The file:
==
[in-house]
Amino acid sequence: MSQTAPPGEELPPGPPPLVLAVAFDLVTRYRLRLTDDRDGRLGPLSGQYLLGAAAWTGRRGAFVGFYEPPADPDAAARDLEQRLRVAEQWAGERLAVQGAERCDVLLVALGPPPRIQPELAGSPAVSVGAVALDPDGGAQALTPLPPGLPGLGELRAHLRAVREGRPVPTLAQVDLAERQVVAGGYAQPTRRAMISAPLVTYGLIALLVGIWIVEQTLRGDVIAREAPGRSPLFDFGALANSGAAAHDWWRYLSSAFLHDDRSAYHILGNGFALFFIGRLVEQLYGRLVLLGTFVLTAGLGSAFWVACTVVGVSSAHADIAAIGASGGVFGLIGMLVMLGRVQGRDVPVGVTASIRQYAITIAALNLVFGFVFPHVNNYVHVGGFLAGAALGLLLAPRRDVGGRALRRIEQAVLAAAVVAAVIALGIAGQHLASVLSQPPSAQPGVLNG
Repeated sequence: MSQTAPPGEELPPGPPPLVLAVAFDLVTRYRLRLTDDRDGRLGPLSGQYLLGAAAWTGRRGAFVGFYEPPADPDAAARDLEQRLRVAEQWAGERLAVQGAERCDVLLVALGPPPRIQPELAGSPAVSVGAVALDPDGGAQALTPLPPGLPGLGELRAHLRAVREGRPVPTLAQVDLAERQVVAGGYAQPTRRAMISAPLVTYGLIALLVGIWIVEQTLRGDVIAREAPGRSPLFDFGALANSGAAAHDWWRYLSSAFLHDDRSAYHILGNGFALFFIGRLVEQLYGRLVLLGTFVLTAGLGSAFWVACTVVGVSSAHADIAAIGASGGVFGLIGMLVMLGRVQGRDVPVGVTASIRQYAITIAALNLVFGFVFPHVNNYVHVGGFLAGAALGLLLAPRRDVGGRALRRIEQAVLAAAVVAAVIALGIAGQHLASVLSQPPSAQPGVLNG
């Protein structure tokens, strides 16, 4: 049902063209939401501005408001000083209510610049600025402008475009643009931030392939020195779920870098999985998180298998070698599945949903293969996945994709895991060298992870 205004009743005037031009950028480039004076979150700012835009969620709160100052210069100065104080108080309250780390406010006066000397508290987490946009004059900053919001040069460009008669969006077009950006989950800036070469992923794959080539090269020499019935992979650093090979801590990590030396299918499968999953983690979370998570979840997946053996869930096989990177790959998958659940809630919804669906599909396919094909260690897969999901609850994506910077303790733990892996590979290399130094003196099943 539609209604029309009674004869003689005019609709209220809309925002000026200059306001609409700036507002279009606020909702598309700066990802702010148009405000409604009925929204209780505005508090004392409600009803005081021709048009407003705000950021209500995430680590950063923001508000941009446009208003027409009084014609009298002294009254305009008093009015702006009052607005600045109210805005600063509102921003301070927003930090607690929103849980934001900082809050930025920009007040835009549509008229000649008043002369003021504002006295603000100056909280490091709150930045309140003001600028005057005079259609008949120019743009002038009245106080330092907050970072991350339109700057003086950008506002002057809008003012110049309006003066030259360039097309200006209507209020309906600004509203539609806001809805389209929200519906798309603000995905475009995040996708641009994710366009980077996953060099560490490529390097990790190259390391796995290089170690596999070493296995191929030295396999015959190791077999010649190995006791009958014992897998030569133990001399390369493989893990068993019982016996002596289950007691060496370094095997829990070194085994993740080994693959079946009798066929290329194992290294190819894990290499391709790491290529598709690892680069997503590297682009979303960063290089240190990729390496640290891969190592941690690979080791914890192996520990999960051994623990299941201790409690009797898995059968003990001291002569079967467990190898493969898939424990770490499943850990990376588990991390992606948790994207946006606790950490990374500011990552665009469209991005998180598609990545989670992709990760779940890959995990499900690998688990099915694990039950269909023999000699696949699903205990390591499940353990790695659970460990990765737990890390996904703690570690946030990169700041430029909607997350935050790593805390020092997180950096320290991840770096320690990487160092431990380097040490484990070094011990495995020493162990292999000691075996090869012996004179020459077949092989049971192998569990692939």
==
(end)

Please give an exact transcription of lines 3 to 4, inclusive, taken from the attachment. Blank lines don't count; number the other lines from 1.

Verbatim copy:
Repeated sequence: MSQTAPPGEELPPGPPPLVLAVAFDLVTRYRLRLTDDRDGRLGPLSGQYLLGAAAWTGRRGAFVGFYEPPADPDAAARDLEQRLRVAEQWAGERLAVQGAERCDVLLVALGPPPRIQPELAGSPAVSVGAVALDPDGGAQALTPLPPGLPGLGELRAHLRAVREGRPVPTLAQVDLAERQVVAGGYAQPTRRAMISAPLVTYGLIALLVGIWIVEQTLRGDVIAREAPGRSPLFDFGALANSGAAAHDWWRYLSSAFLHDDRSAYHILGNGFALFFIGRLVEQLYGRLVLLGTFVLTAGLGSAFWVACTVVGVSSAHADIAAIGASGGVFGLIGMLVMLGRVQGRDVPVGVTASIRQYAITIAALNLVFGFVFPHVNNYVHVGGFLAGAALGLLLAPRRDVGGRALRRIEQAVLAAAVVAAVIALGIAGQHLASVLSQPPSAQPGVLNG
């Protein structure tokens, strides 16, 4: 049902063209939401501005408001000083209510610049600025402008475009643009931030392939020195779920870098999985998180298998070698599945949903293969996945994709895991060298992870 205004009743005037031009950028480039004076979150700012835009969620709160100052210069100065104080108080309250780390406010006066000397508290987490946009004059900053919001040069460009008669969006077009950006989950800036070469992923794959080539090269020499019935992979650093090979801590990590030396299918499968999953983690979370998570979840997946053996869930096989990177790959998958659940809630919804669906599909396919094909260690897969999901609850994506910077303790733990892996590979290399130094003196099943 539609209604029309009674004869003689005019609709209220809309925002000026200059306001609409700036507002279009606020909702598309700066990802702010148009405000409604009925929204209780505005508090004392409600009803005081021709048009407003705000950021209500995430680590950063923001508000941009446009208003027409009084014609009298002294009254305009008093009015702006009052607005600045109210805005600063509102921003301070927003930090607690929103849980934001900082809050930025920009007040835009549509008229000649008043002369003021504002006295603000100056909280490091709150930045309140003001600028005057005079259609008949120019743009002038009245106080330092907050970072991350339109700057003086950008506002002057809008003012110049309006003066030259360039097309200006209507209020309906600004509203539609806001809805389209929200519906798309603000995905475009995040996708641009994710366009980077996953060099560490490529390097990790190259390391796995290089170690596999070493296995191929030295396999015959190791077999010649190995006791009958014992897998030569133990001399390369493989893990068993019982016996002596289950007691060496370094095997829990070194085994993740080994693959079946009798066929290329194992290294190819894990290499391709790491290529598709690892680069997503590297682009979303960063290089240190990729390496640290891969190592941690690979080791914890192996520990999960051994623990299941201790409690009797898995059968003990001291002569079967467990190898493969898939424990770490499943850990990376588990991390992606948790994207946006606790950490990374500011990552665009469209991005998180598609990545989670992709990760779940890959995990499900690998688990099915694990039950269909023999000699696949699903205990390591499940353990790695659970460990990765737990890390996904703690570690946030990169700041430029909607997350935050790593805390020092997180950096320290991840770096320690990487160092431990380097040490484990070094011990495995020493162990292999000691075996090869012996004179020459077949092989049971192998569990692939």